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12 Things You Need To Remember If You Love Someone Who Is Deaf

12 Things You Need To Remember If You Love Someone Who Is Deaf

Would you rather not be able to hear or not be able to see? That’s a common question people ask each other, but imagine having to live with either one of those disabilities. Those with either one need a lot of our love, support, and understanding. But, to offer all those things, you have to understand what hurdles they’re facing and know what you can do to help.

Here are twelve things that are crucial to remember if you have deaf people in your life.

1. Be close to deaf people

Of course you should be close to your deaf friends emotionally, but this tip is strictly about being close to deaf people physically. The nearer you are to them, the better of a chance they have to hear the words you’re speaking or read your lips. So, stay close to your loved one who is hard of hearing.

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2. Be loud enough for deaf people to hear you

Deaf people can’t hear as well as most other folks, so naturally you’ll have to speak louder for them to understand you. That doesn’t mean you should just shout at them; that comes across as aggressive. Instead, being a little louder than normal will project your voice and make it easier for deaf people to hear you. The website DeafTalk has a great resource to help you better understand sound level for deaf people.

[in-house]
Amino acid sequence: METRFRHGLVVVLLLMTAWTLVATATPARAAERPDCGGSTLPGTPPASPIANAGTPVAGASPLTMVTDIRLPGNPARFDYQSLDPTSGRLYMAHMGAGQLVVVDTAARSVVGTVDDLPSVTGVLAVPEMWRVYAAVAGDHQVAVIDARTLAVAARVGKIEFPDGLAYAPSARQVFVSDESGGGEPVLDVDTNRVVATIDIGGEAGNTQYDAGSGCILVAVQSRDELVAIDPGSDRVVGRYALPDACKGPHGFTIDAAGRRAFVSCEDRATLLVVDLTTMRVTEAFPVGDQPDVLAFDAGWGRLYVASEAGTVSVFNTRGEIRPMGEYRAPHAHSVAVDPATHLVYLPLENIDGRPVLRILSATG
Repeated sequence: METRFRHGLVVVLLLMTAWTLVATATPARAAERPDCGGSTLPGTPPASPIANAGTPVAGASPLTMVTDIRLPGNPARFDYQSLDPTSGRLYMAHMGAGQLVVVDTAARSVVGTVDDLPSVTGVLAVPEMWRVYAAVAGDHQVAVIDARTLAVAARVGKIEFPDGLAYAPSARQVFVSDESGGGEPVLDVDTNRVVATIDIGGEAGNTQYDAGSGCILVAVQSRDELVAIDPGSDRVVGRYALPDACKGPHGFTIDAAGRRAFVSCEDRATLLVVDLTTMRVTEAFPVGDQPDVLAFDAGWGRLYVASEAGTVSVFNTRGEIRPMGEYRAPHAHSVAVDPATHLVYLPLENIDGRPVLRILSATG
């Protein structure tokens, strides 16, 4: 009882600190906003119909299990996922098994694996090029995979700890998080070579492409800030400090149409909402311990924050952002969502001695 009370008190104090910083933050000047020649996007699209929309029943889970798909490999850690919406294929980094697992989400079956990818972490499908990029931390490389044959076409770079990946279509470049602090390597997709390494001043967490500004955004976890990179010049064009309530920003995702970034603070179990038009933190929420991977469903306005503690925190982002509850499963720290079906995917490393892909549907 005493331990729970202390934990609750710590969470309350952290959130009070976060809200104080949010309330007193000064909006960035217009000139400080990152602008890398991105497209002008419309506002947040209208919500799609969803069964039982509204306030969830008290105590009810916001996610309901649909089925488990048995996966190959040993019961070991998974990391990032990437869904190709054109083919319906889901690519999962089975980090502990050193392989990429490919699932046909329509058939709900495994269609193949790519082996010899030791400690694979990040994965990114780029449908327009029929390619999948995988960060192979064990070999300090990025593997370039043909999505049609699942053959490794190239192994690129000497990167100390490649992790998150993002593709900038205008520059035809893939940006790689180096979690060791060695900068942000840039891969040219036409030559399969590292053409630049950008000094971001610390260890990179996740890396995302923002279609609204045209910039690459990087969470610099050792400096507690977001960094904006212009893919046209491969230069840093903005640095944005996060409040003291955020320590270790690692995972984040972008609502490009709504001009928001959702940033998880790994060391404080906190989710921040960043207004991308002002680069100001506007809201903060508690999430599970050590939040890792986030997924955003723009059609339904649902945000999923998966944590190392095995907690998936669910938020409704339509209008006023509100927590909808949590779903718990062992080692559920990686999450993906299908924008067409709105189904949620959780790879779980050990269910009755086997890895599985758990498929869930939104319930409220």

3. Prepare deaf people for loud sounds

Loud sounds can be very disruptive for deaf people. Whenever you anticipate a lot of noise, be sure to warn the deaf person you’re with that it’s about to come so they can prepare for it.

4. Separate your words

Deaf people rely a lot on reading others’ lips. For that reason, to make it easier for them, it’s good if you sound out each word in a way that a deaf person can distinguish them.

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5. Keep conversations with deaf people focused

A scatterbrained discussion is a huge burden for deaf people. They’re following your words not just through sound or reading your lips but also through intuition. If you change the subject unexpectedly or do something else unpredictable, you’re making it harder for deaf people to understand you.

6. Lead deaf people to somewhere they can “hear”

This is pretty simple. Help get your deaf loved one somewhere where they can best hear the main speaker, read their lips, or preferably both.

7. Explain their needs to others

Most people haven’t read this list of tips, so it’s usually up to you to explain to others what your loved one will need from them.

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8. Keep an eye on what they can and can’t understand

In order to constantly improve your communication with someone who is deaf, take notice when they have trouble understanding you. Think about what you said and why it may have been difficult for them to comprehend, and adjust accordingly.